Government Urged To Amend Pedestrian Safety Laws On UK Roads

Government Urged To Amend Pedestrian Safety Laws On UK Roads

The government is being urged by road safety groups to change the UK’s rules on pedestrian safety.

It comes as a result of the EU adopting new pedestrian safety laws through the General and Pedestrian Safety Regulations (GSR) in 2022.

It means that enhanced direct vision in HGVs, automated emergency braking systems and intelligent speed assistance are all a requirement.

The safety group PACTS (Parliamentary Advisory Council for Transport Safety) is now calling on the government to adopt the same rules as the EU.

What Does It Mean For Fleet Safety?

The argument that road safety organisations are making is that pedestrian safety measures will benefit both drivers AND pedestrians.

And anything that will help improve fleet safety and the safety of vehicles (and drivers as well as other road users) is always a positive.

Plus, a large portion of the UK’s automotive sector export vehicles to the EU, which means they already need to comply with the requirements for new vehicles that are being exported.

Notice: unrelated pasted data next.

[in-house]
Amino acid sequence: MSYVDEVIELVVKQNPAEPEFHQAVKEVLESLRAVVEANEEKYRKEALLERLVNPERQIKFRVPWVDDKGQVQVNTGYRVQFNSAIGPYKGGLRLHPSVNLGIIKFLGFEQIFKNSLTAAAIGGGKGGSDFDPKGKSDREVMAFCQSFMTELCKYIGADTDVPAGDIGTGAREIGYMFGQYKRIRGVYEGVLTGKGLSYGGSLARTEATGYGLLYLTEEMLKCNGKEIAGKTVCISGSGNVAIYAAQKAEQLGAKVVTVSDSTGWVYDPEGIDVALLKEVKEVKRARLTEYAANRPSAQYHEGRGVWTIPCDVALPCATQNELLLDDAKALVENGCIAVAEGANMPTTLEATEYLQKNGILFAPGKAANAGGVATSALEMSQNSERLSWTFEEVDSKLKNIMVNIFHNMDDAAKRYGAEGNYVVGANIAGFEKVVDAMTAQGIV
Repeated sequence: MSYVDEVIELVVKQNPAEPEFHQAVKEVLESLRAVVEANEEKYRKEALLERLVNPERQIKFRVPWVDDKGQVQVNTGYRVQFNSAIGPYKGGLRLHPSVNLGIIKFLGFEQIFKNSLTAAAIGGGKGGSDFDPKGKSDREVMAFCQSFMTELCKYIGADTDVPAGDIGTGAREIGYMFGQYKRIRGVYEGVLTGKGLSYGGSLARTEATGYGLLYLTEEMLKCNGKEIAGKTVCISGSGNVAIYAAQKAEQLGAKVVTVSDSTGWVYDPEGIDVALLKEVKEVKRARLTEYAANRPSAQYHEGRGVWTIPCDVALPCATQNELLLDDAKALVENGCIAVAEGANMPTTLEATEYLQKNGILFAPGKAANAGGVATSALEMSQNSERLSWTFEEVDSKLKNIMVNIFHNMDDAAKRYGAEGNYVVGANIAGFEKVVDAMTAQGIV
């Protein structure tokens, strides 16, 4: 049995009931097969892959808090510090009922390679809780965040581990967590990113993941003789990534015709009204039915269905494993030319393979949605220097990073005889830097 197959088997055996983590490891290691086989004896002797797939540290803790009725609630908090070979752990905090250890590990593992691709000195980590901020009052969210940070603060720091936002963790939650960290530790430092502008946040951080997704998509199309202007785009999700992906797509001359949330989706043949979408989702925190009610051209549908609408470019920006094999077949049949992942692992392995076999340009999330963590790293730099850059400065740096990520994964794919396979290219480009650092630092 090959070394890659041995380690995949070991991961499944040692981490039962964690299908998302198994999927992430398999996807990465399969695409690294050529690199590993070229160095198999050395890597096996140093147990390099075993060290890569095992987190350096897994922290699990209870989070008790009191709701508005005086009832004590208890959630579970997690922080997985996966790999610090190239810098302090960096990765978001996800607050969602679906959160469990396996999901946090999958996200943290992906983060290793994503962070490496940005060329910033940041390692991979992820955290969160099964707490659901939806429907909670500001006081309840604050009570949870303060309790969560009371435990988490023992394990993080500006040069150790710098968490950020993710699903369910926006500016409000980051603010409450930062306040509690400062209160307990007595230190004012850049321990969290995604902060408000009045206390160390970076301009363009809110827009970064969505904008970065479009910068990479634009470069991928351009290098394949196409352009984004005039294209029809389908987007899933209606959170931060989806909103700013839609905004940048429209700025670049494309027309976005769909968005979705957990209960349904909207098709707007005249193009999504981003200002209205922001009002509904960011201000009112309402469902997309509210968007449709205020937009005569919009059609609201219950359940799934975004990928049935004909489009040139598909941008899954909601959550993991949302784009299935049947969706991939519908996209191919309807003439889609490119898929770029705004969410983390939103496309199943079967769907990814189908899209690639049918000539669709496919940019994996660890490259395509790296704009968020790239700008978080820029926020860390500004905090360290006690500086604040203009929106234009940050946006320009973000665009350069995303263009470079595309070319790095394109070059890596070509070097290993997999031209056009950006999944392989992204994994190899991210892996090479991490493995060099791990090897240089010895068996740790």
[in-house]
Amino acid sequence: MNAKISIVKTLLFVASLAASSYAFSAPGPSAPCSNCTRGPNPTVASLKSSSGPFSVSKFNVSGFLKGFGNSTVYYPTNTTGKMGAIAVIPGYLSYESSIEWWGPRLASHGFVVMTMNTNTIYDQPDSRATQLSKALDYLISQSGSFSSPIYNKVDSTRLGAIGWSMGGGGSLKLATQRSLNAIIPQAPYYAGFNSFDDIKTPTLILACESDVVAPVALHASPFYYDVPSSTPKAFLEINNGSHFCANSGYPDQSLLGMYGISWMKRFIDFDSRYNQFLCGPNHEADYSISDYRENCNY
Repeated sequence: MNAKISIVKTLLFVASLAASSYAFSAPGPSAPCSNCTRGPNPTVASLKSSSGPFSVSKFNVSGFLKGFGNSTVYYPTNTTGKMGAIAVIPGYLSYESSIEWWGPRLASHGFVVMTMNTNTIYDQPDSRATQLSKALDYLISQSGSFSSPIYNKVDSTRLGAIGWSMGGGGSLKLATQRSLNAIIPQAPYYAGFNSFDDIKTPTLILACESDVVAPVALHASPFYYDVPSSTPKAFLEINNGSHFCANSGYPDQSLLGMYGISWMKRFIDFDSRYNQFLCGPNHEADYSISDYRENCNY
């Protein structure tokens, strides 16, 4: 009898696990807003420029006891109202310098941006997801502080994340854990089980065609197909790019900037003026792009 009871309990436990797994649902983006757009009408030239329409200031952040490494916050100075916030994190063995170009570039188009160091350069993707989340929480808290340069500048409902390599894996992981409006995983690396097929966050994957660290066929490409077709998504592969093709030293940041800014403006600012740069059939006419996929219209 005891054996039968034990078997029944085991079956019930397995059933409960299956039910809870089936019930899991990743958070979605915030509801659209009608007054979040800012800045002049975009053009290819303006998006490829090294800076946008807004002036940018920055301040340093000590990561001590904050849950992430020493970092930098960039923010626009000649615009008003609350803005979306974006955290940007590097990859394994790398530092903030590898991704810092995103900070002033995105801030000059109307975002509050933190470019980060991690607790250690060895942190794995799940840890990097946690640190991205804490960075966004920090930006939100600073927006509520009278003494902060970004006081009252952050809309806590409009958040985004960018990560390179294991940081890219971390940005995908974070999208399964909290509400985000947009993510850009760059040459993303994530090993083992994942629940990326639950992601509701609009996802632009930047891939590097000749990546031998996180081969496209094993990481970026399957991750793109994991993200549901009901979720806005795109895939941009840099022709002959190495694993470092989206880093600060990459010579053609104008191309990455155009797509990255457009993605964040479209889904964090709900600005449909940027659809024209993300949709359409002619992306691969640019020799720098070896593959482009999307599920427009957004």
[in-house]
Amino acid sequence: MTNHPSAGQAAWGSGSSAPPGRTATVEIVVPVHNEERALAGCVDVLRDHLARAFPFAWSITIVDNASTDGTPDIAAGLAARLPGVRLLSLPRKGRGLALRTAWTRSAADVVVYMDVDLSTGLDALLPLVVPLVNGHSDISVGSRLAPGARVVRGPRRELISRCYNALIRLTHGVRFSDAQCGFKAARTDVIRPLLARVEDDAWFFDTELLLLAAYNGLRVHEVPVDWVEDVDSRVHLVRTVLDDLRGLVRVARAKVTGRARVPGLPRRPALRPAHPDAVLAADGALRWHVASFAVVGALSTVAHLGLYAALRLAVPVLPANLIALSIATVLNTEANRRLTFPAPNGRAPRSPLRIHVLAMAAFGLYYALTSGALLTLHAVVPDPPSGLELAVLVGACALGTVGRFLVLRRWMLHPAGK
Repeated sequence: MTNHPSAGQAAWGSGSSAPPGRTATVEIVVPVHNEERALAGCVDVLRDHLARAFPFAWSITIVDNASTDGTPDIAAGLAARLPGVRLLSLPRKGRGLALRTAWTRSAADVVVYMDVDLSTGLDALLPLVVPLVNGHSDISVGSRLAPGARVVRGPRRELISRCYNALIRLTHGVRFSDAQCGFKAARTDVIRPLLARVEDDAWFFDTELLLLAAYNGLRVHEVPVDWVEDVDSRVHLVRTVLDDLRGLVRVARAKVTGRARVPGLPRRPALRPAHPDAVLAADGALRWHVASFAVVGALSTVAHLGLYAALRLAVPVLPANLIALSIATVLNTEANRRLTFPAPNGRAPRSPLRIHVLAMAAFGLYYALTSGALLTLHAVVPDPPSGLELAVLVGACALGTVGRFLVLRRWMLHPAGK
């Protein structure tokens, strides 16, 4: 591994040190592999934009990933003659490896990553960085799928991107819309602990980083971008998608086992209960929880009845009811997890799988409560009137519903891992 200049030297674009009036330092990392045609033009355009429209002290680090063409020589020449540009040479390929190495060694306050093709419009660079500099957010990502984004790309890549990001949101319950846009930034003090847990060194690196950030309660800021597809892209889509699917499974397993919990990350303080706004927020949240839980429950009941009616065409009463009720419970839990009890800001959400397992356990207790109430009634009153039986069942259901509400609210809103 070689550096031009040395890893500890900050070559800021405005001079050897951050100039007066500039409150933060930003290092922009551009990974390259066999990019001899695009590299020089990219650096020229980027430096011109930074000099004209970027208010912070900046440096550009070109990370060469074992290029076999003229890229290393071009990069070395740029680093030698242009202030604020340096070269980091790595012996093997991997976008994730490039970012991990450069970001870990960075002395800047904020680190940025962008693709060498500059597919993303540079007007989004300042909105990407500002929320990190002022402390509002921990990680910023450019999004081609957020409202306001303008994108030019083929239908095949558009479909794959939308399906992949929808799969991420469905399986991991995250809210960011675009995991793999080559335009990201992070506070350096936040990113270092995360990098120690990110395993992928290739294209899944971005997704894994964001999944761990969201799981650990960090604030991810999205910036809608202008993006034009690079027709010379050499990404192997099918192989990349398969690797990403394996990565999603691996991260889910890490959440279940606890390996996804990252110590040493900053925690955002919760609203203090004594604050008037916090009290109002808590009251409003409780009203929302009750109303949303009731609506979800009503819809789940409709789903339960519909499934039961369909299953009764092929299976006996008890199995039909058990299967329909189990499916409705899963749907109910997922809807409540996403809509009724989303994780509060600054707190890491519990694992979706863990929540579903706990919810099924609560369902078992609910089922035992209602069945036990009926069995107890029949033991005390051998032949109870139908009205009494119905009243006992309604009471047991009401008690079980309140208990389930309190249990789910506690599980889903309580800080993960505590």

GSR technology is a key component for the future of autonomous and self-driving vehicles, which is a sector that could have a significant impact on fleets and the way they operate in the future.

Currently, though, some drivers are having to pay extra fees to be able to use the new safety features that are standard in the EU, leading to concerns from road safety experts.

And given that much of the new technology was developed and researched in the UK, it’s a peculiar situation that we’re not benefitting from it.

What About Other Road Users?

In 2022, the government launched the ‘Travel Like You Know Them’ campaign, which was aimed at promoting positive driver behaviour towards other road users.

That means pedestrians, cyclists, horse riders and anyone else who might be on the road.

It was an indication that they were taking steps to address road safety concerns, particularly following changes to the Highway Code that saw the introduction of ‘risk-based hierarchy’.

This changed the responsibility of drivers to put the onus on motor vehicle drivers to give precedence to vulnerable road users.

Drivers should leave at least 1.5 metres of space when overtaking cyclists at speeds of up to 30mph, as well as giving them more space when overtaking at higher speeds.

Priority should be given to vulnerable road users when turning into or exiting a road at a junction, which is a key change for ALL road users to be aware of.

And these new EU safety measures in vehicles feel like they follow a similar train of thought, if you’ll pardon the pun.

What do you think of the current state of UK road safety? Could the EU regulations have a positive impact on road safety? And is the road safety campaign doing enough to promote positive driver behaviour? Let us know in the comments below…